Sunday, December 4, 2011

The Lion in Winter by James Goldman, Austin Playhouse at Mueller Development, November 18 - December 18

The Lion in Winter Austin Playhouse Huck Huckaby

Your medieval experience for Austin Playhouse's The Lion in Winter is unexpectedly complete, for in that almost unheated temporary tent structure on the windy plains of the Mueller Development you might just wish you were wearing castle-appropriate fur and wool like those of the period costumes put together for the actors by Diana Huckaby. Although I suspect that they might have been wearing high tech underwear for the long evening during which we sat motionless watching them.

The talkative lady from Chicago who settled next to us at the Sunday performance confided that she was there because high winds had prompted Austin Playhouse to cancel the Saturday staging. She went over to greet Artistic Director Don Toner as he was wrangling a space heater. The temperature fell during the first half of this two-act work, and she and her husband disappeared at the intermission, as did a number of other attendees.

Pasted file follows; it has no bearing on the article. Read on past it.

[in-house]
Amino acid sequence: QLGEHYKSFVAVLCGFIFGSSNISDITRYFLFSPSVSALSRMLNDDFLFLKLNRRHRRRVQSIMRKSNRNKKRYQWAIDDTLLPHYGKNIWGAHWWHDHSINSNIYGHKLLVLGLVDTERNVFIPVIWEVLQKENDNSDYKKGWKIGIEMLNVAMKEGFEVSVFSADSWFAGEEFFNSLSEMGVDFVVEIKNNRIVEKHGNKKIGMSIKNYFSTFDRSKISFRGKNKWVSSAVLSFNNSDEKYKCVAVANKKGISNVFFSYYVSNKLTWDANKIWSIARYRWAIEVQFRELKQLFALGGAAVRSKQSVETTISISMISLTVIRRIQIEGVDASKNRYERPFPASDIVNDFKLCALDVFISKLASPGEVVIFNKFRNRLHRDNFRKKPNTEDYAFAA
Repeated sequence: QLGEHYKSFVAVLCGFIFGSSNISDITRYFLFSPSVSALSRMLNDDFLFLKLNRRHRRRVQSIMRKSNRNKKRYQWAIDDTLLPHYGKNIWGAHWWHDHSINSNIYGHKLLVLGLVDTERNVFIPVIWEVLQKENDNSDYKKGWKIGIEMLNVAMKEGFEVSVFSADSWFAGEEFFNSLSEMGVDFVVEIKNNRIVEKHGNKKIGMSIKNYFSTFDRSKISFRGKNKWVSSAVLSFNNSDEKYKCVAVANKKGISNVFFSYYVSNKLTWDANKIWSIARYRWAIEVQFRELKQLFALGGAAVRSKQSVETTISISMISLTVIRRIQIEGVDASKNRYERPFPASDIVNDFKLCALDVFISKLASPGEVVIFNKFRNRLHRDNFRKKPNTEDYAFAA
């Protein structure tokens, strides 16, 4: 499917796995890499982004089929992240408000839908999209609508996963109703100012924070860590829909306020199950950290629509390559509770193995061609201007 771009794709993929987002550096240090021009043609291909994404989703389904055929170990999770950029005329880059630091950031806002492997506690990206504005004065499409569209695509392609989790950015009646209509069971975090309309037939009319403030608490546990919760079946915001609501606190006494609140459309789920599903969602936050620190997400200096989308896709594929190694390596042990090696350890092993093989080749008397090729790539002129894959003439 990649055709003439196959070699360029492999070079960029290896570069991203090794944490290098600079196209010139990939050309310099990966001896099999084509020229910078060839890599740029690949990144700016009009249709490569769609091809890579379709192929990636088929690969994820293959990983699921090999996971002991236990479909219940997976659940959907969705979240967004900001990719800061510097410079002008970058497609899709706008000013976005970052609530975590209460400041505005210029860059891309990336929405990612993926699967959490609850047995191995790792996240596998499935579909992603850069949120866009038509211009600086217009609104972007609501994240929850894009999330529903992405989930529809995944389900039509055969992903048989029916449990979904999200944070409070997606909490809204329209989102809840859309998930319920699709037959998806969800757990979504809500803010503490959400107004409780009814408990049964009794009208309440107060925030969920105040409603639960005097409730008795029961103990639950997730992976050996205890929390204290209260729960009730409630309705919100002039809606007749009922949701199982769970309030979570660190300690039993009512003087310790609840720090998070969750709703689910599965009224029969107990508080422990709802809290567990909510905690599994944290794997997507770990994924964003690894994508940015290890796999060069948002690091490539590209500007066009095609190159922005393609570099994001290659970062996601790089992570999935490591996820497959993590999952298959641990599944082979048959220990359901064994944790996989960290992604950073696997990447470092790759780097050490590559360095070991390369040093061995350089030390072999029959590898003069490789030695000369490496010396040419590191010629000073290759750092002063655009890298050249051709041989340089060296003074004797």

Kimberly Barrow, Huck Huckaby (image: Gray G. Haddock)

That's the down side, but be of good cheer, for perhaps the cold will abate and you can come prepared. My wife and I were relatively comfortable because we put on hats and pulled out gloves stowed in coat pockets since last February.

The Lion in Winter, staged originally in New York in 1966, is a familiar title thanks largely to the 1968 film of the same name with Peter O'Toole and Katherine Hepburn, which won Goldman an Academy Award for screenwriting. It's the year 1168, as the Queen reminds us in a memorably acerbic line, "and of course everyone is carrying knives." Vaguely based in English history, this piece has few of the complexities of Shakespeare's histories and none of the pageantry. King Henry married well, taking Eleanor and her Aquitaine, consolidating a reign of extent unmatched since the days of Charlemagne almost four centuries earlier. The royal pair had four sons but the first, Henry's namesake, died as a child. Now at the ripe old age of 50 -- ancient for the epoch -- Henry is canoodling with his 16-year-old female ward, he has kept his queen under house arrest in another palace for ten years, and he acknowledges the need to prepare for his succession.

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